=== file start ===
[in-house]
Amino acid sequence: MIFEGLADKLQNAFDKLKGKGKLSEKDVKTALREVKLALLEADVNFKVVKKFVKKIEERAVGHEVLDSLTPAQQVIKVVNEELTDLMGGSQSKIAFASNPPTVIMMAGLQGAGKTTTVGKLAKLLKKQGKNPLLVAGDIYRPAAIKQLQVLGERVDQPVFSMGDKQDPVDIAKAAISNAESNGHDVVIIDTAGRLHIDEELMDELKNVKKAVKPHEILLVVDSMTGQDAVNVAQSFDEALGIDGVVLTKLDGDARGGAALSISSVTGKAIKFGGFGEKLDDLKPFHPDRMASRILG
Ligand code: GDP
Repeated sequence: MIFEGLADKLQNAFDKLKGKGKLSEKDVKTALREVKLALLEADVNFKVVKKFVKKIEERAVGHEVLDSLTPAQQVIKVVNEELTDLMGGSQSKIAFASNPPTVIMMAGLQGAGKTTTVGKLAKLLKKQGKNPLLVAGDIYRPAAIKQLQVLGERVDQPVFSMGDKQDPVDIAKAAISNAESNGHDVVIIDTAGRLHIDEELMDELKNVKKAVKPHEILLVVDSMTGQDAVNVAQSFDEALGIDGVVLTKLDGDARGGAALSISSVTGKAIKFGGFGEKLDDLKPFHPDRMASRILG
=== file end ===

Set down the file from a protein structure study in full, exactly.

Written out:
[in-house]
Amino acid sequence: MIFEGLADKLQNAFDKLKGKGKLSEKDVKTALREVKLALLEADVNFKVVKKFVKKIEERAVGHEVLDSLTPAQQVIKVVNEELTDLMGGSQSKIAFASNPPTVIMMAGLQGAGKTTTVGKLAKLLKKQGKNPLLVAGDIYRPAAIKQLQVLGERVDQPVFSMGDKQDPVDIAKAAISNAESNGHDVVIIDTAGRLHIDEELMDELKNVKKAVKPHEILLVVDSMTGQDAVNVAQSFDEALGIDGVVLTKLDGDARGGAALSISSVTGKAIKFGGFGEKLDDLKPFHPDRMASRILG
Ligand code: GDP
Repeated sequence: MIFEGLADKLQNAFDKLKGKGKLSEKDVKTALREVKLALLEADVNFKVVKKFVKKIEERAVGHEVLDSLTPAQQVIKVVNEELTDLMGGSQSKIAFASNPPTVIMMAGLQGAGKTTTVGKLAKLLKKQGKNPLLVAGDIYRPAAIKQLQVLGERVDQPVFSMGDKQDPVDIAKAAISNAESNGHDVVIIDTAGRLHIDEELMDELKNVKKAVKPHEILLVVDSMTGQDAVNVAQSFDEALGIDGVVLTKLDGDARGGAALSISSVTGKAIKFGGFGEKLDDLKPFHPDRMASRILG